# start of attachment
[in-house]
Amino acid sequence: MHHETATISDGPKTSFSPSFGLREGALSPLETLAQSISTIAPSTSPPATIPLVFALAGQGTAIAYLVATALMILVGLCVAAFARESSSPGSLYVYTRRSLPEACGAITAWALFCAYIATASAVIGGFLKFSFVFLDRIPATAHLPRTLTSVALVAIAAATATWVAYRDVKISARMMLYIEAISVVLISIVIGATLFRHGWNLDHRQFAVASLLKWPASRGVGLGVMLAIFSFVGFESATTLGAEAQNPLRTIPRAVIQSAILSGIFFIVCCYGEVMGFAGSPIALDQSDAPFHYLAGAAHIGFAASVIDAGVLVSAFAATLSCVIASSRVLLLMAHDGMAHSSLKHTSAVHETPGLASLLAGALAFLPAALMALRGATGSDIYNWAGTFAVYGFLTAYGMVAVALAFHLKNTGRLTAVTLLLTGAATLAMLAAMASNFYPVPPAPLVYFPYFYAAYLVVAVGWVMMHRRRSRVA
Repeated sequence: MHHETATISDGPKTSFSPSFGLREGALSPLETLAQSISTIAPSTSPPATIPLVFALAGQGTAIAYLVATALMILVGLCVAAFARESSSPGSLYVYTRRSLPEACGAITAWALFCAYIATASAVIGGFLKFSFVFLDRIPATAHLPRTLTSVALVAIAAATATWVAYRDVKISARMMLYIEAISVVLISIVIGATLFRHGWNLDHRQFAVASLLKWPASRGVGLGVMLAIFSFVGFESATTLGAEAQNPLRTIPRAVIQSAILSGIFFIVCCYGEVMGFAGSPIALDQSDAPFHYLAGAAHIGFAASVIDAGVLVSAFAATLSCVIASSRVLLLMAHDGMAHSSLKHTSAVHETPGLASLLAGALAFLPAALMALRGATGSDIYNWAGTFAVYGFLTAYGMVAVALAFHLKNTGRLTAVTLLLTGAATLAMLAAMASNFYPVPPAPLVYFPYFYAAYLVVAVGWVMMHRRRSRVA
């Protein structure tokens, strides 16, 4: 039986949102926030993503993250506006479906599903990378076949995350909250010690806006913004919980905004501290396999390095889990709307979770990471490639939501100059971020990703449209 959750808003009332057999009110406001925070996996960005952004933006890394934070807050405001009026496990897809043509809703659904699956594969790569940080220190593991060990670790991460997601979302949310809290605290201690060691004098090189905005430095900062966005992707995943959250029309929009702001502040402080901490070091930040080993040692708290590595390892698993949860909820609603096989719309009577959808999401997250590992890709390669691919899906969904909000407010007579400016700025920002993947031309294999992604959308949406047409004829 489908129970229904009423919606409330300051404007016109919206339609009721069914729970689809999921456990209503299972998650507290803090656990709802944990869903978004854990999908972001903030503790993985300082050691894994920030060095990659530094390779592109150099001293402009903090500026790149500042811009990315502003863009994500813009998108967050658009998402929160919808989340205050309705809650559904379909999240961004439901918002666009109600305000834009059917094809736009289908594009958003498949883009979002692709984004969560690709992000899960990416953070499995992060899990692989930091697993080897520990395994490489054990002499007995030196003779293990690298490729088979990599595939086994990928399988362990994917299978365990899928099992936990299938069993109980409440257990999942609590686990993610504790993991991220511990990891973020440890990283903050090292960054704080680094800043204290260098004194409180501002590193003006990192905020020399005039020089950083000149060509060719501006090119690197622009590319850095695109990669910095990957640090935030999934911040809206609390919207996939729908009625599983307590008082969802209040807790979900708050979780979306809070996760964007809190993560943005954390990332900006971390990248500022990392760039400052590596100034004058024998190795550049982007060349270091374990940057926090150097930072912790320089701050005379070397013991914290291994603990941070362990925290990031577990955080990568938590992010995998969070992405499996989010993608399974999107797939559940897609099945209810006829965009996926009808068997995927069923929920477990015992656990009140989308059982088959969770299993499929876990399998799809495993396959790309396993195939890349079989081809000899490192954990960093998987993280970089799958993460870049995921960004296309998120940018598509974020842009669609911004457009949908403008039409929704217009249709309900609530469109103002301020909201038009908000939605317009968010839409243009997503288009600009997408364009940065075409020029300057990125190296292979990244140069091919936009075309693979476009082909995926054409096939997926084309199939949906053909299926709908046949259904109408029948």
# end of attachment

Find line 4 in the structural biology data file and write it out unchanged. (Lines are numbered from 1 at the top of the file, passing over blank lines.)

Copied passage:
């Protein structure tokens, strides 16, 4: 039986949102926030993503993250506006479906599903990378076949995350909250010690806006913004919980905004501290396999390095889990709307979770990471490639939501100059971020990703449209 959750808003009332057999009110406001925070996996960005952004933006890394934070807050405001009026496990897809043509809703659904699956594969790569940080220190593991060990670790991460997601979302949310809290605290201690060691004098090189905005430095900062966005992707995943959250029309929009702001502040402080901490070091930040080993040692708290590595390892698993949860909820609603096989719309009577959808999401997250590992890709390669691919899906969904909000407010007579400016700025920002993947031309294999992604959308949406047409004829 489908129970229904009423919606409330300051404007016109919206339609009721069914729970689809999921456990209503299972998650507290803090656990709802944990869903978004854990999908972001903030503790993985300082050691894994920030060095990659530094390779592109150099001293402009903090500026790149500042811009990315502003863009994500813009998108967050658009998402929160919808989340205050309705809650559904379909999240961004439901918002666009109600305000834009059917094809736009289908594009958003498949883009979002692709984004969560690709992000899960990416953070499995992060899990692989930091697993080897520990395994490489054990002499007995030196003779293990690298490729088979990599595939086994990928399988362990994917299978365990899928099992936990299938069993109980409440257990999942609590686990993610504790993991991220511990990891973020440890990283903050090292960054704080680094800043204290260098004194409180501002590193003006990192905020020399005039020089950083000149060509060719501006090119690197622009590319850095695109990669910095990957640090935030999934911040809206609390919207996939729908009625599983307590008082969802209040807790979900708050979780979306809070996760964007809190993560943005954390990332900006971390990248500022990392760039400052590596100034004058024998190795550049982007060349270091374990940057926090150097930072912790320089701050005379070397013991914290291994603990941070362990925290990031577990955080990568938590992010995998969070992405499996989010993608399974999107797939559940897609099945209810006829965009996926009808068997995927069923929920477990015992656990009140989308059982088959969770299993499929876990399998799809495993396959790309396993195939890349079989081809000899490192954990960093998987993280970089799958993460870049995921960004296309998120940018598509974020842009669609911004457009949908403008039409929704217009249709309900609530469109103002301020909201038009908000939605317009968010839409243009997503288009600009997408364009940065075409020029300057990125190296292979990244140069091919936009075309693979476009082909995926054409096939997926084309199939949906053909299926709908046949259904109408029948």